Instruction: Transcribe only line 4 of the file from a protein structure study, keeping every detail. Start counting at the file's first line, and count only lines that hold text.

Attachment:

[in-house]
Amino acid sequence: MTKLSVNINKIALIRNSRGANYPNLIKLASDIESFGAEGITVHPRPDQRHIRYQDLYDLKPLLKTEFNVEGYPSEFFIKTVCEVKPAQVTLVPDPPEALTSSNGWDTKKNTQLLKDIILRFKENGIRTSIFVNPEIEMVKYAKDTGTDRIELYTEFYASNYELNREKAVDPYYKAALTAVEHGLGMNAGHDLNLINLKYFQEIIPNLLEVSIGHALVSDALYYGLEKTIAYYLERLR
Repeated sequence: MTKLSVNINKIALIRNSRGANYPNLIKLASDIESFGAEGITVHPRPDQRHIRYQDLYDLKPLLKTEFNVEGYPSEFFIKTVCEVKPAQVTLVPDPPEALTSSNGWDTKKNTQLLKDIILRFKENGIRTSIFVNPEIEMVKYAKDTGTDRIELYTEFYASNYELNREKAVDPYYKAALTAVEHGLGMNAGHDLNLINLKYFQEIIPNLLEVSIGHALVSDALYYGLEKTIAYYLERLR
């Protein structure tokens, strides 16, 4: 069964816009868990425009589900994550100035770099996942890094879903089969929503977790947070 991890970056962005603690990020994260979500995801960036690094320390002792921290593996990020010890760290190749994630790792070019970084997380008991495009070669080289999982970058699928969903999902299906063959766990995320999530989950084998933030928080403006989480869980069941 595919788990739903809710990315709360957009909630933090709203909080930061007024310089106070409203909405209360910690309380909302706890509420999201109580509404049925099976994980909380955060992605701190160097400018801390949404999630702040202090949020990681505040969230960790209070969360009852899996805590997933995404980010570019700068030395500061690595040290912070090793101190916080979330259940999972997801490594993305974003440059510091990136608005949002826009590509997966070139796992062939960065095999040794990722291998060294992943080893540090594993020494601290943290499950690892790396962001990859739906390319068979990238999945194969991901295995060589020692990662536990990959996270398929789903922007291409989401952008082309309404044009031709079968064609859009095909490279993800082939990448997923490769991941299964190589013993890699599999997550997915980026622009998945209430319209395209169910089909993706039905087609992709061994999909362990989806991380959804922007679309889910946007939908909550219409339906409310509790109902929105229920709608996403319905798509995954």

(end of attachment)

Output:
């Protein structure tokens, strides 16, 4: 069964816009868990425009589900994550100035770099996942890094879903089969929503977790947070 991890970056962005603690990020994260979500995801960036690094320390002792921290593996990020010890760290190749994630790792070019970084997380008991495009070669080289999982970058699928969903999902299906063959766990995320999530989950084998933030928080403006989480869980069941 595919788990739903809710990315709360957009909630933090709203909080930061007024310089106070409203909405209360910690309380909302706890509420999201109580509404049925099976994980909380955060992605701190160097400018801390949404999630702040202090949020990681505040969230960790209070969360009852899996805590997933995404980010570019700068030395500061690595040290912070090793101190916080979330259940999972997801490594993305974003440059510091990136608005949002826009590509997966070139796992062939960065095999040794990722291998060294992943080893540090594993020494601290943290499950690892790396962001990859739906390319068979990238999945194969991901295995060589020692990662536990990959996270398929789903922007291409989401952008082309309404044009031709079968064609859009095909490279993800082939990448997923490769991941299964190589013993890699599999997550997915980026622009998945209430319209395209169910089909993706039905087609992709061994999909362990989806991380959804922007679309889910946007939908909550219409339906409310509790109902929105229920709608996403319905798509995954």